BP is nearing completion of a relief well to seal once and for all the Deepwater Horizon spill site in the Gulf of Mexico. Upon completion, BP will begin its “bottom kill” operation to plug the leaking well with mud and cement. The well has been provisionally sealed with a containment cap since July 15th.
“They are closing in on the last 30-40 feet,” said retired Coast Guard Admiral Thad Allen, the government’s lead point person on the scene. He expects to intercept the remaining space between the well shaft and the surrounding rock “sometime before the end of the week,” depending upon the path of a developing tropical storm moving across the Florida peninsula.
Carol Browner, the energy and climate change adviser to President Obama, says approximately three-fourths of the spilled oil has been recovered from the Gulf of Mexico waters. Deliberate burning, skimming and direct recovery accounted for about 25%, while natural evaporation, dispersion and other processes took care of about 50% of the volume. The remaining oil has either congealed into tarballs, been embedded into sediment, or remains as a sheen on the water’s surface. “The good news is that the vast majority of the oil appears to be gone,” Browner said during a recent television appearance.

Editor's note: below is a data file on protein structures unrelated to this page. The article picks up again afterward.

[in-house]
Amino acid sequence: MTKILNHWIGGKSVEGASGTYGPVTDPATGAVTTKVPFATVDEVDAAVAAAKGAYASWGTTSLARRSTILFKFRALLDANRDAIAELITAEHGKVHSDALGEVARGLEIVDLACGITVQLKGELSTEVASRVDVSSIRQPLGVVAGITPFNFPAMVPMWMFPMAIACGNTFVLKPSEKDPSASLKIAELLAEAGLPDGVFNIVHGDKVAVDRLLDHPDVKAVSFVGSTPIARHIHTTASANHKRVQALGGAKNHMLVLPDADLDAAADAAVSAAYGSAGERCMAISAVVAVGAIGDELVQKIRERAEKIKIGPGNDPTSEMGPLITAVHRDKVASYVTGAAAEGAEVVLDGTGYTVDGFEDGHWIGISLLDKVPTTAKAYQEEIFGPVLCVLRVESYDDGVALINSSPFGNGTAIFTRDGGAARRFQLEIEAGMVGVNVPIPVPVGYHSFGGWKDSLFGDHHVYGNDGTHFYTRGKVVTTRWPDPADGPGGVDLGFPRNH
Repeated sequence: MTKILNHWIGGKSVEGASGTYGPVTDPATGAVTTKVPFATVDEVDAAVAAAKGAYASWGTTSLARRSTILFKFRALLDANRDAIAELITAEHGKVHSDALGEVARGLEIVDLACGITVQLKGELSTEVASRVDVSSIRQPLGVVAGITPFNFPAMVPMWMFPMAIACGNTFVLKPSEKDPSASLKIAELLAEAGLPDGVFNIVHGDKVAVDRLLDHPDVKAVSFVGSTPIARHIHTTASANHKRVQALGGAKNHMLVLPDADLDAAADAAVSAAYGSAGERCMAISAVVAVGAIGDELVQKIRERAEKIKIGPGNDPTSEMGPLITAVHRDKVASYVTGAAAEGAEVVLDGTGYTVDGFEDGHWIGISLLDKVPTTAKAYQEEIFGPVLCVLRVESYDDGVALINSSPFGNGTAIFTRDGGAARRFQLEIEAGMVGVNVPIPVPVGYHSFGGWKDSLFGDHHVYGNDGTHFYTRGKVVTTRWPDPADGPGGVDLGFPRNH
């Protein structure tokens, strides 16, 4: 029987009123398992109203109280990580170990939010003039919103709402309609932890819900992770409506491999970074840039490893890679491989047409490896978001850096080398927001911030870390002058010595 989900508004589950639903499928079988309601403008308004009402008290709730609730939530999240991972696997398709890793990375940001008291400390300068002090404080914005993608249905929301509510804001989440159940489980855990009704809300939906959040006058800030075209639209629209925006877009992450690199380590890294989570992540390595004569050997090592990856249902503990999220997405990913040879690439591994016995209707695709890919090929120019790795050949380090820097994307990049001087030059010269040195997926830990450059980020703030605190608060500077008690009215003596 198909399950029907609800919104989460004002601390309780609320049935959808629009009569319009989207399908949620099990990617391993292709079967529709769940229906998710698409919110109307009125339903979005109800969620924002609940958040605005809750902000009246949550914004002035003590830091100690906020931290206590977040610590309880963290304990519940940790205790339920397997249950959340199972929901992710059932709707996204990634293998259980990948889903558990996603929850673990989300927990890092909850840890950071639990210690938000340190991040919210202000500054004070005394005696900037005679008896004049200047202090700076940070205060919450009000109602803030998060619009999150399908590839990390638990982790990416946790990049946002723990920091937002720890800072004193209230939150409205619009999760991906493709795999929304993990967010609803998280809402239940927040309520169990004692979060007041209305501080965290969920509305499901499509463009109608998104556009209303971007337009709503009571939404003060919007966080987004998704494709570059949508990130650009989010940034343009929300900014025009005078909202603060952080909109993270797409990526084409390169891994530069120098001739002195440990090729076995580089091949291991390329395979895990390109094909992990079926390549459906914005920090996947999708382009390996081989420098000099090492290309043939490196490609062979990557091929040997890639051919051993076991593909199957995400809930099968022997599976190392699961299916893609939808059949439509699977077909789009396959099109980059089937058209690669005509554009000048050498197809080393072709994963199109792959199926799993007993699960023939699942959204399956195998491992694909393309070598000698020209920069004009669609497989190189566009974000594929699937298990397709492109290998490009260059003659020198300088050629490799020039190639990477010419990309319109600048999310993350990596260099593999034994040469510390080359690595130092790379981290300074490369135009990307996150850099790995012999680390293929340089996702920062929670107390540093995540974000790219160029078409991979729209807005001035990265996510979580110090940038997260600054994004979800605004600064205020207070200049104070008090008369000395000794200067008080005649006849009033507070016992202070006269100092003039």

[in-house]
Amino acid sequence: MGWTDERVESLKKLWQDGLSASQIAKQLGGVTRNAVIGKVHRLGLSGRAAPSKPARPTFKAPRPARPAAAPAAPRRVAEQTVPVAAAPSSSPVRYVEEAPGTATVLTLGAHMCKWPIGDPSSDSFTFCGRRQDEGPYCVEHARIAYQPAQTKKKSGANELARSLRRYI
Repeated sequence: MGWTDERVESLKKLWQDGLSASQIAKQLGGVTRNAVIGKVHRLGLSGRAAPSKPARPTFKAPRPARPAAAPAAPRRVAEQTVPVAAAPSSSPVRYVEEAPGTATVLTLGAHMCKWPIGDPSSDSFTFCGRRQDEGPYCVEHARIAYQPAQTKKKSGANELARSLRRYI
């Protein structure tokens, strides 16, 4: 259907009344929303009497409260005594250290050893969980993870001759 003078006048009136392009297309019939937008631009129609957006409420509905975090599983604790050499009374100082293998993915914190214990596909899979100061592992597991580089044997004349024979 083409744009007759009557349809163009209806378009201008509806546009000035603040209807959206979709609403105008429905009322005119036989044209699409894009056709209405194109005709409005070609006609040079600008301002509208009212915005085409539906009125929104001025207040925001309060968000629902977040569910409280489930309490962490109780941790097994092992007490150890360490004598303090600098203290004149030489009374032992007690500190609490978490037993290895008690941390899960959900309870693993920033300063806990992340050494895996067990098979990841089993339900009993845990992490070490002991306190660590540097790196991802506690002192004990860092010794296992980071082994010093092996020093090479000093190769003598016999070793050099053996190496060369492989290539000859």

So far, BP has spent $6.1 billion dealing with fallout from the Gulf spill, the worst in United States history. BP has already paid $319 million in compensation to businesses and individuals that have been affected by the spill, and will likely continue to face high costs as it continues environmental cleanup operations in the afflicted region.